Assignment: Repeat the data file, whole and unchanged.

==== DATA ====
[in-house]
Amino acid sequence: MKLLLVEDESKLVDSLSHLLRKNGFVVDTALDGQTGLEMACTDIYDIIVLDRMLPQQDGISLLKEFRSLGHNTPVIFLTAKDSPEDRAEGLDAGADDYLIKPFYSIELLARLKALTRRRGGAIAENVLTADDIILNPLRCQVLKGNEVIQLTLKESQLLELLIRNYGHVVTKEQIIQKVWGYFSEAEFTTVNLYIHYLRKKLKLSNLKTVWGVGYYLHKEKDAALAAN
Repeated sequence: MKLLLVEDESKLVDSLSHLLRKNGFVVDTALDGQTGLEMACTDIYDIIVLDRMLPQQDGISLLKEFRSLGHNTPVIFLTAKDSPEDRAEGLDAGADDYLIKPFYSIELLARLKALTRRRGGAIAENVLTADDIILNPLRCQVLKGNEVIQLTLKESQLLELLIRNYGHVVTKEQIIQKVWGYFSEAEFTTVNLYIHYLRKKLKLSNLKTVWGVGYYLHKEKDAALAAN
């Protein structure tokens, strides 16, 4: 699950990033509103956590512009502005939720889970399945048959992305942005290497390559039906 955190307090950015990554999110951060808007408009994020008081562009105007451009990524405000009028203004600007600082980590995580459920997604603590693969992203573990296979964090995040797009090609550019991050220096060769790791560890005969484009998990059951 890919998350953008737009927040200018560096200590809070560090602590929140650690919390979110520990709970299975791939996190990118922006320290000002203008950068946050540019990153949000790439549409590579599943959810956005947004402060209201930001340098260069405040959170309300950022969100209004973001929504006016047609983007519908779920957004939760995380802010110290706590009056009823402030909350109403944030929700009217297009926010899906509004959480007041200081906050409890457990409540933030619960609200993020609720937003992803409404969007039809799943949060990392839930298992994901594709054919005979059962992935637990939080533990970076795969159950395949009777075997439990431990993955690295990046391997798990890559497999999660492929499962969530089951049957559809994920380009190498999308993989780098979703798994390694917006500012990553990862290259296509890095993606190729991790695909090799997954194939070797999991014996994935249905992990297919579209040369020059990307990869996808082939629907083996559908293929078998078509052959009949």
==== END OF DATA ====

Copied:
[in-house]
Amino acid sequence: MKLLLVEDESKLVDSLSHLLRKNGFVVDTALDGQTGLEMACTDIYDIIVLDRMLPQQDGISLLKEFRSLGHNTPVIFLTAKDSPEDRAEGLDAGADDYLIKPFYSIELLARLKALTRRRGGAIAENVLTADDIILNPLRCQVLKGNEVIQLTLKESQLLELLIRNYGHVVTKEQIIQKVWGYFSEAEFTTVNLYIHYLRKKLKLSNLKTVWGVGYYLHKEKDAALAAN
Repeated sequence: MKLLLVEDESKLVDSLSHLLRKNGFVVDTALDGQTGLEMACTDIYDIIVLDRMLPQQDGISLLKEFRSLGHNTPVIFLTAKDSPEDRAEGLDAGADDYLIKPFYSIELLARLKALTRRRGGAIAENVLTADDIILNPLRCQVLKGNEVIQLTLKESQLLELLIRNYGHVVTKEQIIQKVWGYFSEAEFTTVNLYIHYLRKKLKLSNLKTVWGVGYYLHKEKDAALAAN
């Protein structure tokens, strides 16, 4: 699950990033509103956590512009502005939720889970399945048959992305942005290497390559039906 955190307090950015990554999110951060808007408009994020008081562009105007451009990524405000009028203004600007600082980590995580459920997604603590693969992203573990296979964090995040797009090609550019991050220096060769790791560890005969484009998990059951 890919998350953008737009927040200018560096200590809070560090602590929140650690919390979110520990709970299975791939996190990118922006320290000002203008950068946050540019990153949000790439549409590579599943959810956005947004402060209201930001340098260069405040959170309300950022969100209004973001929504006016047609983007519908779920957004939760995380802010110290706590009056009823402030909350109403944030929700009217297009926010899906509004959480007041200081906050409890457990409540933030619960609200993020609720937003992803409404969007039809799943949060990392839930298992994901594709054919005979059962992935637990939080533990970076795969159950395949009777075997439990431990993955690295990046391997798990890559497999999660492929499962969530089951049957559809994920380009190498999308993989780098979703798994390694917006500012990553990862290259296509890095993606190729991790695909090799997954194939070797999991014996994935249905992990297919579209040369020059990307990869996808082939629907083996559908293929078998078509052959009949």